I like a good P tone but haven't found it in a P pup yet, but I have in pretty much every other configuration - including many J sets. I haven't given up on P's yet but a P pup is the least likely pup I'm inlcined to buy simply cause I haven't had any luck with them relative to other styles. I've had Fender, Bart, EMG, Dimarzio, Duncan, and Celinder P's that come to mind.
     
  14. swampash

    swampash

    Dec 13, 2004
    not sure if the J’s are so much more popular, but may be because of the tonal range and better sounding electronics, and slimmer neck, they certainly seem preferred over the p's. P basses are a little wider (making it harder to move around, for the smaller handed) and have less options in tonal range. Seems very true that there are usually more J basses available though ;) :bassist:
     
  15. Nino Valenti

    Nino Valenti Commercial User

    Feb 2, 2001
    Staten Island NYC
    Builder: Valenti Basses
    Because I play a JAzz Styles bass and obviously, everyone wants to be just like me!!!!!!!!!!!
















    :bag:
     
  16. Sundogue

    Sundogue

    Apr 26, 2001
    Wausau, WI
    There are many possibilities why.

    The Jazz really does look sexier (read: More curves) with it's offset body. The neck is slimmer (which I find a bit odd as a reason to like it more than the P-Bass when so many are clamoring for more spacing between strings, especially on 5 string basses). But some 4 string lovers like a very slim neck and the Jazz has got that over the P-Bass.

    It does have more tonal variety, though I personally think the tone of a P-Bass is where it's at anyway.

    Some of the reasons may include playing style. It appears that those who like to slap prefer Jazzes, though I know of a guy who is a terrific slapper and he plays a P-Bass, so I know it's possible (it's all in the hands perhaps?).

    As far as availability, there may be more people hanging on to their P-Basses because only a P-Bass can give a true P-Bass sound (some may come close, but not quite). Also, there may be alot of people getting Jazzes specifically because they are looking for that classic Fender tone and find that the Jazz didn't do it for them (they should have just got a Precision ;) ).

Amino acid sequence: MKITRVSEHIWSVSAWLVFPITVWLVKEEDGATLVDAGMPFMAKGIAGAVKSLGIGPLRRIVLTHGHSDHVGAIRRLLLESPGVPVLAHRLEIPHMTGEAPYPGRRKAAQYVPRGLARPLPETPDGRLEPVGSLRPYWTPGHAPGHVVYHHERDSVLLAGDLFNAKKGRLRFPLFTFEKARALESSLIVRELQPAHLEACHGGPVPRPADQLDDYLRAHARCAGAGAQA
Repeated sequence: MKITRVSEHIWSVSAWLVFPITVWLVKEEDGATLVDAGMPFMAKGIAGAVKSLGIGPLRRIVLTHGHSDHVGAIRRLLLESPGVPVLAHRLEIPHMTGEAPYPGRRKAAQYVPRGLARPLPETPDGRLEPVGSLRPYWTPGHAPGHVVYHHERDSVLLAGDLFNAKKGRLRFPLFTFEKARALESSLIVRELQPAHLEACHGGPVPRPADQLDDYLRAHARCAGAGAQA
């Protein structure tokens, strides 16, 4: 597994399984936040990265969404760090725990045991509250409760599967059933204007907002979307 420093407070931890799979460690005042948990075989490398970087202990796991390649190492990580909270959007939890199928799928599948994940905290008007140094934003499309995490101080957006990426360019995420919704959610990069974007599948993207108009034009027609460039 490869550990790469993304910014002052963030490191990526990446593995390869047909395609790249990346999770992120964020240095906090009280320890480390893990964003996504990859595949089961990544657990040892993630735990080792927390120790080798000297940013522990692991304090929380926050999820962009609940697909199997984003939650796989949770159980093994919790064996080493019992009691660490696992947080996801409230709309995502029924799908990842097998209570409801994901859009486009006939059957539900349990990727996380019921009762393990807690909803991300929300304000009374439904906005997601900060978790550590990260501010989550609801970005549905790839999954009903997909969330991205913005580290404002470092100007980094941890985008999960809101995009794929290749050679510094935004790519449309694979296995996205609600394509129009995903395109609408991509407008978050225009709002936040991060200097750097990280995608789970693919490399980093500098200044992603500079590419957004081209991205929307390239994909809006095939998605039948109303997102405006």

I will probably get a Jazz some day to compliment my P-Bass, but I will also probably get a Precision neck for it, as I prefer the P neck to the Jazz. But that's me.
     
  17. Frank Martin

    Frank Martin Bitten by the luthiery bug...

    Oct 8, 2001
    Budapest, Hungary, EU
    Or the other way round: the demand is so low that dealers don't stock 5er Ps :p

    Also, I think Jazzes look waaay better than Ps. So do Strats look better than Teles.

    All other reasons are already here
     
  18. Vic

    Vic There's more music in the nuance than the notes. Gold Supporting Member

    Oct 14, 2002
    Central Illinois
    Staff, Bass Gear Magazine
    LOL! You rawk... ;)
     
  19. Joe Beets

    Joe Beets Guest

    Nov 21, 2004
    The J-Bass is more popular because it is easier to get that twangy guitar-like sound that many prefer these days. With a P-Bass you can turn the tone knob up all the way and pluck down close to the bridge with a set of bright round wound strings and come close, but it's not quite the same.
     
  20. embellisher

    embellisher Holy Ghost filled Bass Player Staff Member Supporting Member

    Different strokes for different folks. I have never thought of a Jazz as sounding 'sterile'.

    P basses have that low mids grunt, J basses have that high(er) mid growl.

    I like both, so I have both.